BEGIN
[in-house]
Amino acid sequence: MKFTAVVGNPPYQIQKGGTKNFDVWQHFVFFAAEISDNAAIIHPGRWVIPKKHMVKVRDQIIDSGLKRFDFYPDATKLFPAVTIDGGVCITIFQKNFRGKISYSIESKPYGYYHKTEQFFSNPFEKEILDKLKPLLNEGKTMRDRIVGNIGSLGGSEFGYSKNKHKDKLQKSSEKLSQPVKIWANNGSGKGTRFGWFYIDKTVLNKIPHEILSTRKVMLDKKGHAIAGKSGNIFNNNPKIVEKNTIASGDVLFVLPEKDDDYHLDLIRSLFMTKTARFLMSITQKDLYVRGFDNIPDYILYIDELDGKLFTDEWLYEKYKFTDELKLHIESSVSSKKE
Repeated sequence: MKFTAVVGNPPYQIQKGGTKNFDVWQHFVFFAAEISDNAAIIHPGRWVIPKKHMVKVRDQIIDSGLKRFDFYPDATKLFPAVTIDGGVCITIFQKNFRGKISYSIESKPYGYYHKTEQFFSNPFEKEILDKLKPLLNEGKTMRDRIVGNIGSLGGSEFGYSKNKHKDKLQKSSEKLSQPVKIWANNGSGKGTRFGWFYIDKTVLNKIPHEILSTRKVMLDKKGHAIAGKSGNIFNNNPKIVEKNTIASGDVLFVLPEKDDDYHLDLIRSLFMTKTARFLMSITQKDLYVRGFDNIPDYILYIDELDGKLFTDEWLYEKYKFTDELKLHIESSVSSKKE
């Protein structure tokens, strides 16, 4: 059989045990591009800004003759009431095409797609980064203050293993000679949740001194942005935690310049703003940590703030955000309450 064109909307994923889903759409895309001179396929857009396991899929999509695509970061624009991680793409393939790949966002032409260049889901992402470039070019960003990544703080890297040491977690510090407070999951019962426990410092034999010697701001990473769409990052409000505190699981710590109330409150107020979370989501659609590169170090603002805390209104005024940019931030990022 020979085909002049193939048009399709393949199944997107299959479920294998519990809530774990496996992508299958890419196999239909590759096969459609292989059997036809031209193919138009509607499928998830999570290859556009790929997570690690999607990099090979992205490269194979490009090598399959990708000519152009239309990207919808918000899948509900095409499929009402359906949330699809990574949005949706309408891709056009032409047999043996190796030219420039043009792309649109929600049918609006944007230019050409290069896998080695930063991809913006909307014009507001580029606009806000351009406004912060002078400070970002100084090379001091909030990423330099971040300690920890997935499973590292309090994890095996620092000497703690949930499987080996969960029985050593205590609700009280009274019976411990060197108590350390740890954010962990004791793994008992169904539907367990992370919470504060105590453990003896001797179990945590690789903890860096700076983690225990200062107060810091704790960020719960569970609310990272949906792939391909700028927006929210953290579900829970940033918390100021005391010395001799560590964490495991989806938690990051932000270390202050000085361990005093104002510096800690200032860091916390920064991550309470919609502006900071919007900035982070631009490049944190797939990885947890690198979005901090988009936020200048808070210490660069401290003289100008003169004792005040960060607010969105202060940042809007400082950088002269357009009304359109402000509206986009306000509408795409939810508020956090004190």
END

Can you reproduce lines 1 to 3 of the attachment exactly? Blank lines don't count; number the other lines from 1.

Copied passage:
[in-house]
Amino acid sequence: MKFTAVVGNPPYQIQKGGTKNFDVWQHFVFFAAEISDNAAIIHPGRWVIPKKHMVKVRDQIIDSGLKRFDFYPDATKLFPAVTIDGGVCITIFQKNFRGKISYSIESKPYGYYHKTEQFFSNPFEKEILDKLKPLLNEGKTMRDRIVGNIGSLGGSEFGYSKNKHKDKLQKSSEKLSQPVKIWANNGSGKGTRFGWFYIDKTVLNKIPHEILSTRKVMLDKKGHAIAGKSGNIFNNNPKIVEKNTIASGDVLFVLPEKDDDYHLDLIRSLFMTKTARFLMSITQKDLYVRGFDNIPDYILYIDELDGKLFTDEWLYEKYKFTDELKLHIESSVSSKKE
Repeated sequence: MKFTAVVGNPPYQIQKGGTKNFDVWQHFVFFAAEISDNAAIIHPGRWVIPKKHMVKVRDQIIDSGLKRFDFYPDATKLFPAVTIDGGVCITIFQKNFRGKISYSIESKPYGYYHKTEQFFSNPFEKEILDKLKPLLNEGKTMRDRIVGNIGSLGGSEFGYSKNKHKDKLQKSSEKLSQPVKIWANNGSGKGTRFGWFYIDKTVLNKIPHEILSTRKVMLDKKGHAIAGKSGNIFNNNPKIVEKNTIASGDVLFVLPEKDDDYHLDLIRSLFMTKTARFLMSITQKDLYVRGFDNIPDYILYIDELDGKLFTDEWLYEKYKFTDELKLHIESSVSSKKE